As an average consumer of media in general we tend to think that media consists largely of popular TV and radio channels, respectable newspapers, even songs and movies that are advertised and repeated numerous times either through tv advertising, ads and jumbo posters.
But are we really always limited to only these chosen few options (again chosen by whom and with what intention?)? Alternative media argues that this is not the case, that we average media consumers have a choice to look further and explore different spheres of media, namely alternative media. Now the questions arise: How to recognize that a certain product of media is and can be categorized as an ‘alternative media’? What are the criterias that classify certain media products as alternative media? And is there really always a strict line that separates and files one media as a mainstream and the other as an alternative media? Lastly, once we have determined what the alternative media is, what can we expect from it; how can it add to our political, social, environmental etc. views and opinions?
Laclau and Mouffe argue that only one approach to define alternative media doesn’t give an overview of the components that construct the identity of alternative media, “ There is no single underlying principle fixing – and hence constituting- the whole field of differences (quoted in ) Understanding Alternative Media p. 5 Laclau and Mouffee 1985: 111). Therefore a new multi-theoretical approach model was proposed, classified in four sections: 1. Serving a community 2. An alternative to mainstream 3. Part of civil society 4. Rhizome.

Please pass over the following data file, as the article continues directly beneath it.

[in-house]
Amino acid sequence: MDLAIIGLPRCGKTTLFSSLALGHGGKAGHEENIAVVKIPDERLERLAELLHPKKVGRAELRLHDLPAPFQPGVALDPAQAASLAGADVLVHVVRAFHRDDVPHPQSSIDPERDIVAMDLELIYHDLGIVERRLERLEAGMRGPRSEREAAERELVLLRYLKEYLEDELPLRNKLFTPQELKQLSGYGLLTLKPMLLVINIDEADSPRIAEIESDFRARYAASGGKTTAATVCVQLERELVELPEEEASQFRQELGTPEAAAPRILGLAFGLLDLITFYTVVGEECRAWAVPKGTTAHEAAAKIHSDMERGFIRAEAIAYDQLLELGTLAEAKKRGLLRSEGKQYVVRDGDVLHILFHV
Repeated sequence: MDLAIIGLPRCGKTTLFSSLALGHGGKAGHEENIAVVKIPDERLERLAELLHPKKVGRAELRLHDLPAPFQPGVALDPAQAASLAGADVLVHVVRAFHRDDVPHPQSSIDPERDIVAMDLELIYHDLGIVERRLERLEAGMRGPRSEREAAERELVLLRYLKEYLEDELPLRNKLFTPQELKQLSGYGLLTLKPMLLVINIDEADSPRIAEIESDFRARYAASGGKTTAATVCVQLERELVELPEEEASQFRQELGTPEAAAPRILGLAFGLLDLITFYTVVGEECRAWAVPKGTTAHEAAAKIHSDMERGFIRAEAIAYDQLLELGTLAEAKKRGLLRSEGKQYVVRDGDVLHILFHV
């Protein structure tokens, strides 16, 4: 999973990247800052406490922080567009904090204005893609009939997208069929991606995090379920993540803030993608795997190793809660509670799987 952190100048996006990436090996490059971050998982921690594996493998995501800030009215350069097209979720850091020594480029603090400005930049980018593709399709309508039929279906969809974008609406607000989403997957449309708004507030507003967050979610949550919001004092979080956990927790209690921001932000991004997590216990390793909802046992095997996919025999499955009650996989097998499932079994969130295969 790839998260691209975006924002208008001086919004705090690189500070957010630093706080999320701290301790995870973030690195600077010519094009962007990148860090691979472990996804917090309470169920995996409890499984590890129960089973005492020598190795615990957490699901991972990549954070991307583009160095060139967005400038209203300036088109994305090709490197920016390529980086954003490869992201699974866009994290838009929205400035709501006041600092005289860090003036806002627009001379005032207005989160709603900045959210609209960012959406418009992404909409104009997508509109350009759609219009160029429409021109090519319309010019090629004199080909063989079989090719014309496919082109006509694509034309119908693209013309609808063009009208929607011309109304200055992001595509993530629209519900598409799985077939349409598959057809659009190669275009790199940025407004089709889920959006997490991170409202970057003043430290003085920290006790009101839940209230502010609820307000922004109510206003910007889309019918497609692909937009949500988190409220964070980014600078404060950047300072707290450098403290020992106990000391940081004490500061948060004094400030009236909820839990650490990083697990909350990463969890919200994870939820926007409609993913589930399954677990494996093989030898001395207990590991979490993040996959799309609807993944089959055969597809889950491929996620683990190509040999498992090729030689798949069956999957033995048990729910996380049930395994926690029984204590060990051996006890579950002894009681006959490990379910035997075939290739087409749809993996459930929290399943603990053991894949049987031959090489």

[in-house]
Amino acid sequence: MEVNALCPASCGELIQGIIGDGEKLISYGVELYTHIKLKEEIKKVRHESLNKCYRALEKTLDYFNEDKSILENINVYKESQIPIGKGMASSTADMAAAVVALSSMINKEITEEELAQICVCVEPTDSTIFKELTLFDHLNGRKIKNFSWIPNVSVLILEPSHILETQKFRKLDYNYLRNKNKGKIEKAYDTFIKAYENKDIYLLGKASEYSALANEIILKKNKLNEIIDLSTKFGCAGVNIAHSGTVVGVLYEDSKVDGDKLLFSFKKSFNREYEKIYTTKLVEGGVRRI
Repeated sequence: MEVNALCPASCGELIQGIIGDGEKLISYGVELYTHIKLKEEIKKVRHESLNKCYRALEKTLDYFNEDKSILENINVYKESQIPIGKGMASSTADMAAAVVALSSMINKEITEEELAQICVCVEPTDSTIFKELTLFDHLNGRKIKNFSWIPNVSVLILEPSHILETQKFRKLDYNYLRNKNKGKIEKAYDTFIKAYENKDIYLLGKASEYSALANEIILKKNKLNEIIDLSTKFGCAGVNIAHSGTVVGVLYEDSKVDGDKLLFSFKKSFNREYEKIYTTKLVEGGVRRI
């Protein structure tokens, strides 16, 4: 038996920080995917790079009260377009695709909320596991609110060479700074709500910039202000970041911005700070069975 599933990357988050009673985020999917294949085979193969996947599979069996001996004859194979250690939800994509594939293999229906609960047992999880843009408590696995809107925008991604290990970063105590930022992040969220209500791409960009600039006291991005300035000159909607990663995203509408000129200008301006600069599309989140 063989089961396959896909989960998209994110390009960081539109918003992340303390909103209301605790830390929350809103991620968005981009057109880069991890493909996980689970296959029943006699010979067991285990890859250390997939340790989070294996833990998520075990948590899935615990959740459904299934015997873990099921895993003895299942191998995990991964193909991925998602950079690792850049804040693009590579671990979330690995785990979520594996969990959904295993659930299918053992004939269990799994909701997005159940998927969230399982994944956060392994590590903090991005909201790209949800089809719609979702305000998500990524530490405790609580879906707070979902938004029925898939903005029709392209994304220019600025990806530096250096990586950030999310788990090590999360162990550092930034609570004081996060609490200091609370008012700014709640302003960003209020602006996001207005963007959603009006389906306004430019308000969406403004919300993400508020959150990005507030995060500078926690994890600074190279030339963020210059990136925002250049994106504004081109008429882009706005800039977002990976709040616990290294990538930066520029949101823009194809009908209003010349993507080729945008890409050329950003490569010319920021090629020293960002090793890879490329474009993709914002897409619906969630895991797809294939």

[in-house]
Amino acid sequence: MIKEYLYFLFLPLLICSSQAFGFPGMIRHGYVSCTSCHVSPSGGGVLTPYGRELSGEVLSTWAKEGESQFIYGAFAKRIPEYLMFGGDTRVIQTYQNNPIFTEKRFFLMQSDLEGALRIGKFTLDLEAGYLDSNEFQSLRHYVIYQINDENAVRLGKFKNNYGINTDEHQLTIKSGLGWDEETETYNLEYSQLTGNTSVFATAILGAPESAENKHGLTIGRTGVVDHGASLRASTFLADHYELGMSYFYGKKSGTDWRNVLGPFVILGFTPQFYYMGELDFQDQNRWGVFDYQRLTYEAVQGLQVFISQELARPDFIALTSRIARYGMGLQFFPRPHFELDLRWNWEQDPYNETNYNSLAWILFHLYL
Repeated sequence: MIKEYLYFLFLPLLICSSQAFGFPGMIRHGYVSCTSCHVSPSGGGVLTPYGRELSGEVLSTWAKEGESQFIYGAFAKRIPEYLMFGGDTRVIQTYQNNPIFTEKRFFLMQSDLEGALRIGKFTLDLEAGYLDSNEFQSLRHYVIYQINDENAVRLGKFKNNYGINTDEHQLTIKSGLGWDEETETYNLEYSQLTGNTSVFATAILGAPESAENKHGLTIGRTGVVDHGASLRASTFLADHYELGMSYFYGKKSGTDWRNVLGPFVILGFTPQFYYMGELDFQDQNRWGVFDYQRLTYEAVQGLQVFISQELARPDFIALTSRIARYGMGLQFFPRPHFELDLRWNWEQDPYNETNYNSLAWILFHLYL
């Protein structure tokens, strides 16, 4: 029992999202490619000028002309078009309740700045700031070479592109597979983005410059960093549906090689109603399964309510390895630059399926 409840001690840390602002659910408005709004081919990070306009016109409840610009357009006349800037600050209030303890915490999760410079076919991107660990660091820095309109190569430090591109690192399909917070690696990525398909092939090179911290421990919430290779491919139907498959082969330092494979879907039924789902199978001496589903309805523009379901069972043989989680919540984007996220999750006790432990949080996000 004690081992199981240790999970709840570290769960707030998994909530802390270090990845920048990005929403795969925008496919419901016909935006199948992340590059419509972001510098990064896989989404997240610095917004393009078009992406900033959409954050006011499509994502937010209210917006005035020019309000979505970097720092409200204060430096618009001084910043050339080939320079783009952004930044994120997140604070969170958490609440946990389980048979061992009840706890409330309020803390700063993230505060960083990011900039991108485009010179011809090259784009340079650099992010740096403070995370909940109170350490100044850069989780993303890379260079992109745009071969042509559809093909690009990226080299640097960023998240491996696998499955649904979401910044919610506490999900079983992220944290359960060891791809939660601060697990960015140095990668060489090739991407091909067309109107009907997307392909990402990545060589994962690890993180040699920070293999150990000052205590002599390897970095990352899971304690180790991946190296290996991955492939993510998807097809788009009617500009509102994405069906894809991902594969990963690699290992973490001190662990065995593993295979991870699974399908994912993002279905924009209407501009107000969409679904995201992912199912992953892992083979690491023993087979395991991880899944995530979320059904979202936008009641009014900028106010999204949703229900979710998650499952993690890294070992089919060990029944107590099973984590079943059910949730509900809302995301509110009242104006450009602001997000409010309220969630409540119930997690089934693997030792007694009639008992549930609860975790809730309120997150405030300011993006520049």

If we take for example blogging, and try to test it against this four approaches to see if blogging can be categorized as an alternative media. Firstly, although blogging doesn’t acquire any specific geographical area, it exists in the virtual world, and can be said to be an online community, where people with similar interests, desires, similar mentalities join together without any restrictions. You can be poor, bald; a teacher with interests in fashion, a teenager with identification crisis… no one can prevent you to join the online community you are interested in. And as a participant in the media, even though it may be mico-media and your opinion may never be a cause of a great social or economic changes, as a participant of a certain blog, such as very popular Facebook or tweeter, you can express yourself, give a comment, entertain yourself and others and so in a way you shape the blog together with other participants.
Secondly, blogging can be against or in a conflict with mainstream media, since blogging is a small-scale and has usually a specific interest, more importantly it is not corrupted or bought by wealth advertising and economy companies, and therefore it is not responsible or restricted in its content. However, not all blogs match the above description; many are created by commercial owned companies and therefore serve the purpose of people with different interests.
Thirdly, blogging can be a part of civil society working against the hegemony, talking or reacting against the power elite. It certainly applies the bottom-up process, voices of people from lower classes can be raised, and an ordinary person can express his or her opinion, comment with other blogging members , contributing to the build up of civil society in general.
Lastly, in the fourth approach offered by Deleuz and Guattari with metaphor of rhizome, blogging is not hierarchical, everyone is equal, user becomes a producer. Therefore we can say it’s heterogeneous, there is no big center around which the production would be circling, on the contrary, every member of blogging can raise a new topic, question or open a discussion.
In conclusion, alternative media offers a choice to oppressed, suppressed, or simple to an ordinary people who would like to express themselves through media no matter how small the impact of their voices may be. However, I believe we should be cautious when defining what an alternative and what mainstream media is, or at least we should see them as processes rather than a complete, unchangeable. As stated in the Bailey (2008; p.18) “what is considered ‘alternative; at a certain point in time could be defined as mainstream at another point in time.”